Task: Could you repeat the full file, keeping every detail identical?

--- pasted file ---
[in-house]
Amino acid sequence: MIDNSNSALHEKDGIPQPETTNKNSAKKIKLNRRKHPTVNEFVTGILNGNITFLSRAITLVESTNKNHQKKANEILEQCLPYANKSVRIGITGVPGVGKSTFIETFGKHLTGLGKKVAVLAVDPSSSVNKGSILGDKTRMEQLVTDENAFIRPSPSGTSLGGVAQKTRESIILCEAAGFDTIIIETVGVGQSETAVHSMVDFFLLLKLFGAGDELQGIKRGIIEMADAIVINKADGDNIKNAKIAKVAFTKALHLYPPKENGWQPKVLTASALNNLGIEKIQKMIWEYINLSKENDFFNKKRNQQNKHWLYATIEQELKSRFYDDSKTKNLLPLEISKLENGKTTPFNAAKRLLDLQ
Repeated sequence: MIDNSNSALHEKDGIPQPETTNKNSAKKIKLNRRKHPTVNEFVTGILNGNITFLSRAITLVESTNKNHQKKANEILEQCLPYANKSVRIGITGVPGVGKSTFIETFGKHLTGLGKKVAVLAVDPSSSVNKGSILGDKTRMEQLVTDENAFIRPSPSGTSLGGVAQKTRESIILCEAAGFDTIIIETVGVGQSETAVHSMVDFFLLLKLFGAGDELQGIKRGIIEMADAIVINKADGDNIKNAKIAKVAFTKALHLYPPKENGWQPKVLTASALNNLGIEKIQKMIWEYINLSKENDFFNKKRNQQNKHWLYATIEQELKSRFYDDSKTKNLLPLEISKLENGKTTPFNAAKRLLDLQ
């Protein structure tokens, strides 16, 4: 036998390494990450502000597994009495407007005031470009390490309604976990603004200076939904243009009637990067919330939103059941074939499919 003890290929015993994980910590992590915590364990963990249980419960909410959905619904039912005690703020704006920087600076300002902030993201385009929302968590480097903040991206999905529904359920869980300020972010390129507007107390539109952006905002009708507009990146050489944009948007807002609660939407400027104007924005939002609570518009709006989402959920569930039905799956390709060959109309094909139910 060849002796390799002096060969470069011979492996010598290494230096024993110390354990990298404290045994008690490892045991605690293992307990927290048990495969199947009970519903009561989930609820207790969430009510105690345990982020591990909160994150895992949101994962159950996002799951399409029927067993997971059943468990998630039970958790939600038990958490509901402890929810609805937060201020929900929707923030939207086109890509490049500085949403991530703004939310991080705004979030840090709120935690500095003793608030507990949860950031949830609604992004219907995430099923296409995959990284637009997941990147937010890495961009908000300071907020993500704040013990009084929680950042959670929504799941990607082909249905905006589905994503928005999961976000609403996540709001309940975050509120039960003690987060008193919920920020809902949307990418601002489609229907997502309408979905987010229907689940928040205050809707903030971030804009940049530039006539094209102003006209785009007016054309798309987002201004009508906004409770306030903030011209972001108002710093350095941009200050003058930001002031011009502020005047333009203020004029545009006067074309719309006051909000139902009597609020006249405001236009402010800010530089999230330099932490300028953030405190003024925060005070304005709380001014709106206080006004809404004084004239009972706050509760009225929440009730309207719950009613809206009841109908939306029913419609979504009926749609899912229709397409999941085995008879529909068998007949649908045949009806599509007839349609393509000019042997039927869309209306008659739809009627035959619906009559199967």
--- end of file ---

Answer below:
[in-house]
Amino acid sequence: MIDNSNSALHEKDGIPQPETTNKNSAKKIKLNRRKHPTVNEFVTGILNGNITFLSRAITLVESTNKNHQKKANEILEQCLPYANKSVRIGITGVPGVGKSTFIETFGKHLTGLGKKVAVLAVDPSSSVNKGSILGDKTRMEQLVTDENAFIRPSPSGTSLGGVAQKTRESIILCEAAGFDTIIIETVGVGQSETAVHSMVDFFLLLKLFGAGDELQGIKRGIIEMADAIVINKADGDNIKNAKIAKVAFTKALHLYPPKENGWQPKVLTASALNNLGIEKIQKMIWEYINLSKENDFFNKKRNQQNKHWLYATIEQELKSRFYDDSKTKNLLPLEISKLENGKTTPFNAAKRLLDLQ
Repeated sequence: MIDNSNSALHEKDGIPQPETTNKNSAKKIKLNRRKHPTVNEFVTGILNGNITFLSRAITLVESTNKNHQKKANEILEQCLPYANKSVRIGITGVPGVGKSTFIETFGKHLTGLGKKVAVLAVDPSSSVNKGSILGDKTRMEQLVTDENAFIRPSPSGTSLGGVAQKTRESIILCEAAGFDTIIIETVGVGQSETAVHSMVDFFLLLKLFGAGDELQGIKRGIIEMADAIVINKADGDNIKNAKIAKVAFTKALHLYPPKENGWQPKVLTASALNNLGIEKIQKMIWEYINLSKENDFFNKKRNQQNKHWLYATIEQELKSRFYDDSKTKNLLPLEISKLENGKTTPFNAAKRLLDLQ
């Protein structure tokens, strides 16, 4: 036998390494990450502000597994009495407007005031470009390490309604976990603004200076939904243009009637990067919330939103059941074939499919 003890290929015993994980910590992590915590364990963990249980419960909410959905619904039912005690703020704006920087600076300002902030993201385009929302968590480097903040991206999905529904359920869980300020972010390129507007107390539109952006905002009708507009990146050489944009948007807002609660939407400027104007924005939002609570518009709006989402959920569930039905799956390709060959109309094909139910 060849002796390799002096060969470069011979492996010598290494230096024993110390354990990298404290045994008690490892045991605690293992307990927290048990495969199947009970519903009561989930609820207790969430009510105690345990982020591990909160994150895992949101994962159950996002799951399409029927067993997971059943468990998630039970958790939600038990958490509901402890929810609805937060201020929900929707923030939207086109890509490049500085949403991530703004939310991080705004979030840090709120935690500095003793608030507990949860950031949830609604992004219907995430099923296409995959990284637009997941990147937010890495961009908000300071907020993500704040013990009084929680950042959670929504799941990607082909249905905006589905994503928005999961976000609403996540709001309940975050509120039960003690987060008193919920920020809902949307990418601002489609229907997502309408979905987010229907689940928040205050809707903030971030804009940049530039006539094209102003006209785009007016054309798309987002201004009508906004409770306030903030011209972001108002710093350095941009200050003058930001002031011009502020005047333009203020004029545009006067074309719309006051909000139902009597609020006249405001236009402010800010530089999230330099932490300028953030405190003024925060005070304005709380001014709106206080006004809404004084004239009972706050509760009225929440009730309207719950009613809206009841109908939306029913419609979504009926749609899912229709397409999941085995008879529909068998007949649908045949009806599509007839349609393509000019042997039927869309209306008659739809009627035959619906009559199967």